Less consumption, more water

The writer and her husband now use a Cadet 3 low-flow toilet.
The writer and her husband now use a Cadet 3 low-flow toilet.

Pop quiz: Do you know how much water you use? While I can report that my husband recently replaced our faulty toilet with a very efficient 1.28 gallons-per-flush model, I have to wait for another month's water bill to see how it has improved our water-use numbers. Judging from the very short tank-fill cycle, I can tell it's a vast improvement from our last model.

But really, my question was not about efficient showers, toilets and washing machines. Just about everything manufactured or processed uses water in some part of its production. So how much water do we really use?

After my husband and I cut back on our meat consumption for health reasons, I happened to see an article that compared the water footprint (the amount of water used in its production cycle) of common food items and was stunned to read how water-intensive the meat and dairy industries are.

Water is used to produce the food crops, livestock drink large quantities of water and the processing of livestock and dairy products uses water.

An example: It takes 621 gallons of water to produce a beef hamburger and 42 to produce a veggie burger. We cut back on meat and dairy for health reasons but our decision has, by chance, reduced our water footprint.

My curiosity led me to look at other comparisons just to see how my choices fared.

I am a tea drinker and given a choice between a good cup of PG Tips tea with milk versus a cup of coffee, tea wins. In reading about the water footprint, I found that it takes 30 gallons of water to produce one cup of coffee but only nine to produce a cup of tea. So I found other benefits to my cup of tea.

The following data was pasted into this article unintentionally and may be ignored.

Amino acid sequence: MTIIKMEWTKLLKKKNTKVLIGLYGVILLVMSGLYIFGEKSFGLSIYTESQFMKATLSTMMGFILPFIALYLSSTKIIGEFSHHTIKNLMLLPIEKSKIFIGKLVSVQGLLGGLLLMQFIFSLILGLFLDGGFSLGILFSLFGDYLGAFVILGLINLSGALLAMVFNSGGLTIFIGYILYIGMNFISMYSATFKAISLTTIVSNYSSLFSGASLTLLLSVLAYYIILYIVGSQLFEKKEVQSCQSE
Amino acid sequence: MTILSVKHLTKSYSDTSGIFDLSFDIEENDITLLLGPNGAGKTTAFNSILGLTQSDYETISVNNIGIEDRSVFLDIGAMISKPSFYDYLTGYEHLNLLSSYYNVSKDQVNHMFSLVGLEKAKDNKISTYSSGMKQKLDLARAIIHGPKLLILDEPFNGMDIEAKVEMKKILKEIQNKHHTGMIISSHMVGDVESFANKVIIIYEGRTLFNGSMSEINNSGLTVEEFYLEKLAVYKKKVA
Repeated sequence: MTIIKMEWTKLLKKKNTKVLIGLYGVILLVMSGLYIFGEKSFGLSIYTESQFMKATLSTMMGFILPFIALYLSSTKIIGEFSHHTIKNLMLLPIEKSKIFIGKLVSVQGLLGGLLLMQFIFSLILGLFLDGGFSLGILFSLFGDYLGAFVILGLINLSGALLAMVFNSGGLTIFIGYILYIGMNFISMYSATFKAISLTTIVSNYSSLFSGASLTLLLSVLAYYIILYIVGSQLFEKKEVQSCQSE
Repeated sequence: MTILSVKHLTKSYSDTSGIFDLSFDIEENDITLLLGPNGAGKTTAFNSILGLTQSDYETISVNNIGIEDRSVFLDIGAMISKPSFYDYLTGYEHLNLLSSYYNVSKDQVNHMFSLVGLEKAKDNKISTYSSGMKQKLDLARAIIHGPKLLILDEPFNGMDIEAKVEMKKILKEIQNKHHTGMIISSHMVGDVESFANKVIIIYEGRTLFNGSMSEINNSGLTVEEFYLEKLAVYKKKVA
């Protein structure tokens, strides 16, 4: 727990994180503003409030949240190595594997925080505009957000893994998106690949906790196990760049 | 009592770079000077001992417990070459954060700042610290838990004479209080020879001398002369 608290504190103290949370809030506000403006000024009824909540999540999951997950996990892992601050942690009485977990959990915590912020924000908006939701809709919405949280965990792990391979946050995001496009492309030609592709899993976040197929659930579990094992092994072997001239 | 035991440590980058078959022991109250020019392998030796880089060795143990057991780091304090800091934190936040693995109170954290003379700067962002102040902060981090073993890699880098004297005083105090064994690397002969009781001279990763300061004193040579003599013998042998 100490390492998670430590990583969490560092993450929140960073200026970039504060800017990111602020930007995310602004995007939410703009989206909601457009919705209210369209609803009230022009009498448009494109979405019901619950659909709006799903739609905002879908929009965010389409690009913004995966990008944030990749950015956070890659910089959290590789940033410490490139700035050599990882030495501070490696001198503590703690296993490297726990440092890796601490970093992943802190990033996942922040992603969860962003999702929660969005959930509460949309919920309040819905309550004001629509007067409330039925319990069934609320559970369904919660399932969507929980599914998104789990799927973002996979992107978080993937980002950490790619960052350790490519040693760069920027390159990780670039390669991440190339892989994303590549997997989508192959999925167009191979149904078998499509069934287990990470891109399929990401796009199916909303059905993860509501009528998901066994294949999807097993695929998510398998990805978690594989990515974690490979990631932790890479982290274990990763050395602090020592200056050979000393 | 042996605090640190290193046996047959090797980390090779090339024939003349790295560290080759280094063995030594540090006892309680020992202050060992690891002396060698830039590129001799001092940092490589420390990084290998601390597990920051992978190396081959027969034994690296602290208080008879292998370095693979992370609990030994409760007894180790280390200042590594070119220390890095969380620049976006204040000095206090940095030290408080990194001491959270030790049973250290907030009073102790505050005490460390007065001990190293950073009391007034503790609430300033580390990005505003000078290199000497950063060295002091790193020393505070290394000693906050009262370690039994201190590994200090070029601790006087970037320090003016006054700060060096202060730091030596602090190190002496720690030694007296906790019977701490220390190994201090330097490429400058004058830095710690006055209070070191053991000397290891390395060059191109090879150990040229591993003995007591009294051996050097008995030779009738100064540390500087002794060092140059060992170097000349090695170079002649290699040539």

We made a decision to cut back on plastic disposables whenever possible when we do boat picnics or have outdoor get-togethers with friends, so I use regular plates, cups and silverware. They perform better than plastic ones but I do understand they require washing afterward, so I always wondered if there really was any gain to be made.

I did some research and found that it takes 24 gallons of water to produce one pound of plastic. In addition, nearly 10 percent of U.S. oil consumption -- about 2 million barrels a day -- is used to make plastic.

Oil is a non-renewable resource. So on balance, even though the reusable items will need water and energy to wash, at least we get to use them again and we are not adding more items to our trash. Admittedly I will use paper plates on occasion and when I'm out I will succumb to buying the odd bottle of water, but I try to make it the exception rather than the rule.

There's always a choice to be made between cost, convenience and sustainability. Living in the Keys, where our water is pumped in from the Biscayne Aquifer, our trash and recyclables are trucked up to Broward County and we are surrounded by the beauty and the delicate ecosystem of the Florida Keys National Marine Sanctuary, our choices tend to lean toward sustainability.

Shirley Gun is a member of the Keyswide nonprofit Green Living & Energy Education. She writes about green living and the four Rs -- reducing, reusing, recycling and rot (composting). She can be reached at